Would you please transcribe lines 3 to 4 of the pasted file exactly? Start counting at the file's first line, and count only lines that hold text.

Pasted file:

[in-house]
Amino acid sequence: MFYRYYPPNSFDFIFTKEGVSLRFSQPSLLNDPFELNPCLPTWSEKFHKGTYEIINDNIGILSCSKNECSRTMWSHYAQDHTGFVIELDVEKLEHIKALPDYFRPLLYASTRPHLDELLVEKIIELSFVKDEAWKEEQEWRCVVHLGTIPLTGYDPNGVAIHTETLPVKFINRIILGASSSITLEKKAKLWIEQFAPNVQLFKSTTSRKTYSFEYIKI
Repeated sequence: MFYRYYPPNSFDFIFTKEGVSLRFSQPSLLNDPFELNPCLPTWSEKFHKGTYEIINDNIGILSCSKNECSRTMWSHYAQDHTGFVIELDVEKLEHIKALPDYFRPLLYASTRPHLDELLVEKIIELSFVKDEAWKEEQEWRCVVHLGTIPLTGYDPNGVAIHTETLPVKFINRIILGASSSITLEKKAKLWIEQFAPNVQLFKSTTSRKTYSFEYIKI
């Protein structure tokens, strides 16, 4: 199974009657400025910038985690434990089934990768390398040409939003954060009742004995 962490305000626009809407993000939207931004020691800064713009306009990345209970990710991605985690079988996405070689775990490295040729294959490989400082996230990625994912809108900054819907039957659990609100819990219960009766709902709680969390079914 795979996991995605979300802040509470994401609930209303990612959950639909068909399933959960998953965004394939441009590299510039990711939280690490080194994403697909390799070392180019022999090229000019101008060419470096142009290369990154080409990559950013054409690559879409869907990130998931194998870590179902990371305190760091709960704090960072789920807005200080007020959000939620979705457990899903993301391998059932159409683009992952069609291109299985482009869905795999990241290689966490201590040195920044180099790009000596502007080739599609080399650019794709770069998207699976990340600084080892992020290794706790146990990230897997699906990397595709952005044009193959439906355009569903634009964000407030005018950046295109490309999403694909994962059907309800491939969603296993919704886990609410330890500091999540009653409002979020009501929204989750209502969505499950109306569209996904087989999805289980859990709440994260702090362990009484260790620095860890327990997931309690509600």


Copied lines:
Repeated sequence: MFYRYYPPNSFDFIFTKEGVSLRFSQPSLLNDPFELNPCLPTWSEKFHKGTYEIINDNIGILSCSKNECSRTMWSHYAQDHTGFVIELDVEKLEHIKALPDYFRPLLYASTRPHLDELLVEKIIELSFVKDEAWKEEQEWRCVVHLGTIPLTGYDPNGVAIHTETLPVKFINRIILGASSSITLEKKAKLWIEQFAPNVQLFKSTTSRKTYSFEYIKI
């Protein structure tokens, strides 16, 4: 199974009657400025910038985690434990089934990768390398040409939003954060009742004995 962490305000626009809407993000939207931004020691800064713009306009990345209970990710991605985690079988996405070689775990490295040729294959490989400082996230990625994912809108900054819907039957659990609100819990219960009766709902709680969390079914 795979996991995605979300802040509470994401609930209303990612959950639909068909399933959960998953965004394939441009590299510039990711939280690490080194994403697909390799070392180019022999090229000019101008060419470096142009290369990154080409990559950013054409690559879409869907990130998931194998870590179902990371305190760091709960704090960072789920807005200080007020959000939620979705457990899903993301391998059932159409683009992952069609291109299985482009869905795999990241290689966490201590040195920044180099790009000596502007080739599609080399650019794709770069998207699976990340600084080892992020290794706790146990990230897997699906990397595709952005044009193959439906355009569903634009964000407030005018950046295109490309999403694909994962059907309800491939969603296993919704886990609410330890500091999540009653409002979020009501929204989750209502969505499950109306569209996904087989999805289980859990709440994260702090362990009484260790620095860890327990997931309690509600």